• Drops of water makes the whole ocean, small changes lead to a bigger solution. Save water on campus, turn off of the faucets when not in use because every drop counts. Lets not make our basic necessity a luxury. Let’s say no to wastage. #UIC #NetZeroWater @MansiJ
  • Ice caps are melting, water level is rising, ozone layer getting thinner and we are still here sitting on the couch and blaming other people even after holding a stake in it. We as students can at least aim to have an eco-friendly campus. Reducing carbon emissions and footprints by walking or riding a bicycle wherever possible or driving a low-carbon vehicle can help. Even things as small as printing can help reduce the footprint. Identify your present needs so that we don’t have to pay the cost of exploitation. #UIC #CarbonNeutral @MansiJ
  • UIC should start a Composting Club. We throw away a lot of disposable gloves, and latex is 100% biodegradable. #uic #zerowaste @AgataC
  • Subsidizing the expansion of the Heritage garden can help to expand project outreach through public exposure  @See_Hein
  • Would if, at #UIC, we all rode our bikes to campus instead of drive, sit in traffic and pay for parking? We would #savetime #savemoney and work towards being #UIC #CarbonNeutral !!! 

Environmental Determinants of Health Research


The Department of Medicine is seeking an undergraduate student intern to assist with data/information

collection and research into the environmental determinants of disease, such as chemical, biological and

physical agents that impinge on health. The intern will work with Department staff and faculty to

prepare a report on the study of environmental determinants of disease, focusing on opportunities for

the UIC community to participate collaboratively in research and public service efforts. The project will

involve web-based research, and review of publications and reports from the Federal funding agencies.


 Identify research efforts that are underway locally/nationally/internationally that study the

environmental determinants of disease.

 Identify opportunities for DOM faculty and researchers to participate in efforts to study

environmental determinants of disease.

 Identify opportunities for the UIC community to mobilize research findings to benefit public

health in Illinois, nationally, and internationally.

Ideal Candidate:

 Interested in a career in biomedical research and/or global and public health

 Interested in the connection between environmental factors and health

 Attention to detail and ability to work/research independently

 Excellent communication skills and strong interpersonal communication

 Familiarity with the Microsoft Office Suite

The Determinants Intern will be a member of the Sustainability Intern Cohort.  The Sustainability Internship Program (SIP) is an initiative through the Office of Sustainability that offers hands-on learning experiences that help achieve the overall mission of greater social, economic, and environmental sustainability in the campus community. The program consists of weekly seminars and field outings on a range of educational and skill building topics including: environmental and energy sustainability issues, cultural sustainability issues, institutional challenges and change management, campus structure and administration, campus sustainability programs and job readiness. The SIP requirements include: meeting weekly work plan goals, frequent meetings with project supervisor, attendance at weekly seminars and outings, blog posts, and a final poster presentation.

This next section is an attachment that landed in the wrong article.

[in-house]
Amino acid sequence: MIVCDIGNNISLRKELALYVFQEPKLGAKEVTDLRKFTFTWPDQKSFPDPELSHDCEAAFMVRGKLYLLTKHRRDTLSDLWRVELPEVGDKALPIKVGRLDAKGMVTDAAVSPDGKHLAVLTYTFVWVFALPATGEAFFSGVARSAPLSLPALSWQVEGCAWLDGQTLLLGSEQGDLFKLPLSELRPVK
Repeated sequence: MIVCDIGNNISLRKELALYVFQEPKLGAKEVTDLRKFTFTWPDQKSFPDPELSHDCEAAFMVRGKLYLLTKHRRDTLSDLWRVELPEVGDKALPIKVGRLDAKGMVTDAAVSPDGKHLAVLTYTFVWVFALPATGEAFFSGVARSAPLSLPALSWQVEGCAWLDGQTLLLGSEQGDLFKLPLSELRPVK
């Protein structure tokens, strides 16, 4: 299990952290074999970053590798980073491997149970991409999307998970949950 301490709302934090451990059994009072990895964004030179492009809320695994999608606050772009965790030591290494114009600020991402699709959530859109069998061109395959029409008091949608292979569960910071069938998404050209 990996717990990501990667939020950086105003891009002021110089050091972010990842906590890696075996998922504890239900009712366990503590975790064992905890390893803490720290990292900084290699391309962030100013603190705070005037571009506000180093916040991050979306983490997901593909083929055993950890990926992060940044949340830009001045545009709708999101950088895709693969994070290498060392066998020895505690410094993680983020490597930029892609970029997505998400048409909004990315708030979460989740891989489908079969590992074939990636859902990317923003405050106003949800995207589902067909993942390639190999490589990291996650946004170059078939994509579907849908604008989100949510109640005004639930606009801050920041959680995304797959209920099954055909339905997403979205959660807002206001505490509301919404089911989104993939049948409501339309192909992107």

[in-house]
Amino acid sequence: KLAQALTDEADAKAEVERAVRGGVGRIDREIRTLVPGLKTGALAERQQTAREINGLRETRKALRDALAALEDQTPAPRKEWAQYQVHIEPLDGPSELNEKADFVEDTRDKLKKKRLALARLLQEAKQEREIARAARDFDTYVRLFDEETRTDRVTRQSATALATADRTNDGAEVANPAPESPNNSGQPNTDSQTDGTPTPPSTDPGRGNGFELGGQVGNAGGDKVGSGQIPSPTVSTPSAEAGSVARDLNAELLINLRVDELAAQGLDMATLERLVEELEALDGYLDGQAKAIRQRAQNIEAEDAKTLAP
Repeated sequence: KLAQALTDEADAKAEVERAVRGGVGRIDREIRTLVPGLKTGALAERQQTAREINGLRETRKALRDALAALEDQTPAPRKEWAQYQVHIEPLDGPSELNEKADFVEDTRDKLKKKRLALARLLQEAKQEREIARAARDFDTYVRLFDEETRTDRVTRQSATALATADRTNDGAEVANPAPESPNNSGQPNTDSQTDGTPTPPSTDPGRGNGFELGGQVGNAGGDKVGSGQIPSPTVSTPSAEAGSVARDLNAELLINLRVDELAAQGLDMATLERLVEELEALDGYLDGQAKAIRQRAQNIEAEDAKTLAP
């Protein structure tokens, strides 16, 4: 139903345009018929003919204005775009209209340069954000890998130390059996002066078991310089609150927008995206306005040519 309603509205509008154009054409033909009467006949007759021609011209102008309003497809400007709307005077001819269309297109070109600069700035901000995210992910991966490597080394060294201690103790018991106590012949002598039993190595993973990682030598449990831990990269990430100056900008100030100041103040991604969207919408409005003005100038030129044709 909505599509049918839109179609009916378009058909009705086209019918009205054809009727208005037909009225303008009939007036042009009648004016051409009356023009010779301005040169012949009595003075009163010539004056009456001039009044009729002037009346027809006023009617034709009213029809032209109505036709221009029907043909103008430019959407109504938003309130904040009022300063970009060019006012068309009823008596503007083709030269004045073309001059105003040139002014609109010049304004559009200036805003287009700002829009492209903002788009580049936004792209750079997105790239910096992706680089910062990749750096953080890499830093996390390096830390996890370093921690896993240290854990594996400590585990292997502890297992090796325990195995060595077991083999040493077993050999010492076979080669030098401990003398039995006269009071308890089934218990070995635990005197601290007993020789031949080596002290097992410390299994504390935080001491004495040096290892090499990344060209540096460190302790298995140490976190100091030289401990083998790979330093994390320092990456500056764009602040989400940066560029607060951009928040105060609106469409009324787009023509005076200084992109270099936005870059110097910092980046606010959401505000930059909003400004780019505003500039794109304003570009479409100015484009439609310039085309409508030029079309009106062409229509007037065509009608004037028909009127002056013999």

This position is 15 hrs/week from May 31-August 5th.

Feelin’ Good about Hackberries – Tree Campus USA

Edder Antunez - Former Tree campus USA "treetern"

Edder Antunez – Former Tree campus USA “treetern”

What can I say about my relationship with Tree Campus USA? Nothing bad really, only positive and great comments. I never cared too much about trees prior to my internship as a Tree Campus USA intern. Walking down any sidewalk, I saw trees as towering photosynthetic organisms that sequestered carbon from the atmosphere and provided aesthetic value to a community. That’s about it. Ask me to identify a tree, and I’d scoff and respond with a clueless “it’s a tree with funny leaves”.

Tree Campus Ceremony-11

Volunteers help the UIC Grounds crew plant a hackberry tree near the UIC Cogeneration facility on Friday, April 1, 2016.

 Fast forward to the present and I would bust out my “Trees of Illinois” identification book and you’d have to wait as I quickly shuffle through the pages to identify the unknown tree. I can definitely say that my relationship with Tree Campus USA has impacted me greatly in a positive way.

This was evident in our recent planting event where I was genuinely stoked about the addition of a tulip and hackberry tree as a means to increase UIC’s biodiversity. Adding more trees besides the dominating Honey locust and elm trees is a great idea and I’m looking towards next year’s tree planting event.

View the full blog post about the day’s event here.

He won six months of free power!

Grand prize winner Mario Lucero and his family proudly hold up energy-saving light bulbs which helped them save more than 1,000 kWh of energy. His daughter Marlene Meraz insisted their cat, Ohltli, partake in the photoshoot since he “helps them save energy by destroying electronics, so they can’t use them anymore.”

Read more at the Citizen’s Utility Board blogsite, Consumer Watchblog.